The war with no winners: The most difficult is to forgive and live on
I want to talk neither about politicians, geopolitical games, peacekeeping troops, lack of humanitarian aid, possible capture of those, who planned and sparked this tragedy, nor about upcoming referendum…
Within one night I lost my south Kyrgyzstan, very hospitable, open and little sly, but at the same time hot and bright-colored home of pilaf and paprika that had barrenwort Kyrgyz with hundreds of colored beads, shy Uzbek girls that shamefacedly avoided eye contact with men, and greybearded aqsakals in kalpaks and skull caps, drinking tea in the shadow of willow; when each of them was speaking native language everyone perfectly understood each other.
We lost the splendid oasis, where the strangers are ready to offer you a cup of tea and have conversation with very slight irony. We lost busy bazaars with spices and most delicious samsa in the world.
The crowds of people killed the neighbors in each other that always generously shared hot griddle cakes with melting butter.
The houses, bazaars and roads can be reconstructed. What about murdered people? What did they die for? How are they going to make it through this pain?
How are they going treat each other? How are they going to sleep on trestle-bed, anticipating that someone can come back and massacre them? How are they going to enjoy the sound of grasshopper and the silence of starlight night?
How would I take my friends to my hometown so that they could get totally astonished, discovering something they never pictured before: the south of the country, looking so rural at first glance, suddenly becomes bright-colored and fragrant, serves delicious pilaf in "min-terek" and produces nicest talks at trestle-bed after enjoying pilaf and juicy watermelons, purchased by the melon field from sun-tanned farmer. Would they taste aromatic tea from old teapot with broken head?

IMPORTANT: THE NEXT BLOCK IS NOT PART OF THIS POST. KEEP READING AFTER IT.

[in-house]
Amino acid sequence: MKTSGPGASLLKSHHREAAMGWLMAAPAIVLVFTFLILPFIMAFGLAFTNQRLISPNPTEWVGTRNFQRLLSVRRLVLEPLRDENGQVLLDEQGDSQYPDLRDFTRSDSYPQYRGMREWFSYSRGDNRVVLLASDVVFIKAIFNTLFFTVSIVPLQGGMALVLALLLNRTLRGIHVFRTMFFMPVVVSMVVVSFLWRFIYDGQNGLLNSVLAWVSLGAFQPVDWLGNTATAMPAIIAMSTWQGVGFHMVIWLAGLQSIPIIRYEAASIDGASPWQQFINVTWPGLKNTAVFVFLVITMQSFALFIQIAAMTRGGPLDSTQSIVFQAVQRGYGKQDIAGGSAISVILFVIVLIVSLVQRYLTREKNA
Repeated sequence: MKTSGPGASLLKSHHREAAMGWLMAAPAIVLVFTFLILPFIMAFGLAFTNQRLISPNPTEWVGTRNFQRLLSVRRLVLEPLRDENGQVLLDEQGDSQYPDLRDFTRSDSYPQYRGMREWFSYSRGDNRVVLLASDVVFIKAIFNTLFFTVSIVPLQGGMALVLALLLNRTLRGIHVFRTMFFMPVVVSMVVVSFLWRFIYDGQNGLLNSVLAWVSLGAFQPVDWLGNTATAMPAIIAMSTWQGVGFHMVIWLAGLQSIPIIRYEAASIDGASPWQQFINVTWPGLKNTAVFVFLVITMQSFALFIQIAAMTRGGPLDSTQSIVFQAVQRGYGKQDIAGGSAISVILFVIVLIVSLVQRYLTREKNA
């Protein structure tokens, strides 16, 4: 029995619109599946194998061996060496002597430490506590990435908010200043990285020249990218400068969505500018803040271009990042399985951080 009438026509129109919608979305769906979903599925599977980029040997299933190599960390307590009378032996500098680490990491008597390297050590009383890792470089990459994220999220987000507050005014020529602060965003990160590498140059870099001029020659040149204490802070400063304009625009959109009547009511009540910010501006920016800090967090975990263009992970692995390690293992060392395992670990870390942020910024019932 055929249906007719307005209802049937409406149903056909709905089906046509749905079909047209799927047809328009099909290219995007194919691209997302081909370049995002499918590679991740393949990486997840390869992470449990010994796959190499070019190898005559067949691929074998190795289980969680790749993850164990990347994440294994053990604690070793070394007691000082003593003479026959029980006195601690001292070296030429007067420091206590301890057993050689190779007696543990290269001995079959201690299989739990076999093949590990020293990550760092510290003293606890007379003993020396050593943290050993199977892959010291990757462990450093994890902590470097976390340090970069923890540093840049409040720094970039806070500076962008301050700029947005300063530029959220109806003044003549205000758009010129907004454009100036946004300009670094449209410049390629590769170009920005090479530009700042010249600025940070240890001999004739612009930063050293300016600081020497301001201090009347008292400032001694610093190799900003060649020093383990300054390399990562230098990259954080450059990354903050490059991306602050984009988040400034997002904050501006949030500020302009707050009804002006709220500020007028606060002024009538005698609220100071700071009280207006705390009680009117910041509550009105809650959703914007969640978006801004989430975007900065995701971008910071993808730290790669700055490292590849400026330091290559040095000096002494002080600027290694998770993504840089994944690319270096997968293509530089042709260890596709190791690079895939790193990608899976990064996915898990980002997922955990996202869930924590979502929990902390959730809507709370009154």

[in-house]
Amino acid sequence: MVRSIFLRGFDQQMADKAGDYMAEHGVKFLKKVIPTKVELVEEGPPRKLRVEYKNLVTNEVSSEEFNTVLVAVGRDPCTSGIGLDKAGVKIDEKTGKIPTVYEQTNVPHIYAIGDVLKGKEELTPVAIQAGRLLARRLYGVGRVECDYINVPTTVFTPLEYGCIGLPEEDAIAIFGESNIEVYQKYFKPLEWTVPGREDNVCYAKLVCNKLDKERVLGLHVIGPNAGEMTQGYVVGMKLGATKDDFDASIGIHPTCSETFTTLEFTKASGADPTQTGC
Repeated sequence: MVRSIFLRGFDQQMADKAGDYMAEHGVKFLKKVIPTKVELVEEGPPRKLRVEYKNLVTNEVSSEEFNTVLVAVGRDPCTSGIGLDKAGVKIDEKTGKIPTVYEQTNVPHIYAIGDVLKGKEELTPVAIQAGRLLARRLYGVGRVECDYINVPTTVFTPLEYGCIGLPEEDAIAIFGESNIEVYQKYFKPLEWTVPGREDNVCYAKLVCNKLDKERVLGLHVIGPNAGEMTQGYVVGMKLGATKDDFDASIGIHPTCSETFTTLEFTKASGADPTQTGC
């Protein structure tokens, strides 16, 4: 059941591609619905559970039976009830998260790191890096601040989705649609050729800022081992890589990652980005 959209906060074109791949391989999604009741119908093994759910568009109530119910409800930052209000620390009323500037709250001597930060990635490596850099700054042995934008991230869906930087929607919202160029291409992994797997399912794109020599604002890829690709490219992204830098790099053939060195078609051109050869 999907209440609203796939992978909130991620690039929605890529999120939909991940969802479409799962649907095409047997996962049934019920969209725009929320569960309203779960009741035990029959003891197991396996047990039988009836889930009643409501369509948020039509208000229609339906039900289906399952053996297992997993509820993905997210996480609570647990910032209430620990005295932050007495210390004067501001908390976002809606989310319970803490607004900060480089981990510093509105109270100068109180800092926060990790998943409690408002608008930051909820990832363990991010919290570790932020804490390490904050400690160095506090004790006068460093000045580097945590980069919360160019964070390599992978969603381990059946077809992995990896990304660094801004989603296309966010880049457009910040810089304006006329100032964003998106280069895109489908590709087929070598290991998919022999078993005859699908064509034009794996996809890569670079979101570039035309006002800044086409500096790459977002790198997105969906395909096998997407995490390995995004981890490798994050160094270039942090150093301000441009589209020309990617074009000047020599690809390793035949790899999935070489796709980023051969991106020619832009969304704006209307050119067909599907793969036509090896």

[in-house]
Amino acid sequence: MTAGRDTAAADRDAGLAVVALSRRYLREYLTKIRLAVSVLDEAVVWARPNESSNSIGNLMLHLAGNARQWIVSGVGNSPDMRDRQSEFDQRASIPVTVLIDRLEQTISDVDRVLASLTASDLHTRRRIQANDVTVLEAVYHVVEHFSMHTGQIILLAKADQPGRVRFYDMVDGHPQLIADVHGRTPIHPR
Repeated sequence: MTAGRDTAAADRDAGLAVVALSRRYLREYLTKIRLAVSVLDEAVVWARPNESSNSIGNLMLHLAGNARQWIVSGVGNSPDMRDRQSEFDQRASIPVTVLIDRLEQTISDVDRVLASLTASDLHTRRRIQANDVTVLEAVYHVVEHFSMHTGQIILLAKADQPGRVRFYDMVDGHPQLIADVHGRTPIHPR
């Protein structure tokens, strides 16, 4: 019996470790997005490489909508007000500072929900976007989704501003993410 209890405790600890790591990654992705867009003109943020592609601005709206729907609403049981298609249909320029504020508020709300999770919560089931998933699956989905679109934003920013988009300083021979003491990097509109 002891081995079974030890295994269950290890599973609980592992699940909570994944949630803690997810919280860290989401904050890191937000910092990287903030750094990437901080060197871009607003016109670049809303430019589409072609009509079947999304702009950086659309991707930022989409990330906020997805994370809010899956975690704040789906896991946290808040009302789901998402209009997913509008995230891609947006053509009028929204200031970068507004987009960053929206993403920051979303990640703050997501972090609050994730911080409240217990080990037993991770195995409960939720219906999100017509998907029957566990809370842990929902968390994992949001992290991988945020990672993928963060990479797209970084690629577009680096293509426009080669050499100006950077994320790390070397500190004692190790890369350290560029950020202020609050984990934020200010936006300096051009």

I am crying and cannot look at the pictures, shot in my south…
I sorrowfully admit that only since the night of June 10, when the massacre began in the southern regions, I started real praying: until this time the prayer for me was some unconscious act, serving as the background in the funerals or while visiting the grave of mother and grandfather… Today, the prayer became the only way to cross the line after which I could hardly tell I was human being.
I started praying in order to try to understand my Kyrgyz brothers and my Uzbek brothers. I started praying since there is no bigger temptation than to try to justify what happened there or blame some instigators although I have no doubts in their presence.
On one hand, you think that regardless of the scale of provocative acts, prepared by Bakievs, mercenaries, previous regime officials or other states and groups, ORDINARY UZBEKS and KYRGYZ should not have started killing each other, burning the houses, where their neighbors were burned alive.
The instigators only started the massacre while it was continued by ordinary people.
On the other hand, it is nearly impossible to stay tolerant for those who lost mother, daughter, son and brother, brutally killed by professional soldiers of fortune; at that moment people did not realize the fire was sparked by third parties that totally ignore this nation and which are ready to go on end for little money.
Whatever others say this is not the fault of common people.
I called my friends that witnessed the glow of fire and tried not to show I was crying. I begged them to stop young men from burning houses and assaulting others but they were not able to prevent this tragedy.
My younger brother had to admit he was not able to stop people he DID NOT KNOW. He just said that together with our Uzbek neighbor he was silently observing the crowd, devastating all around.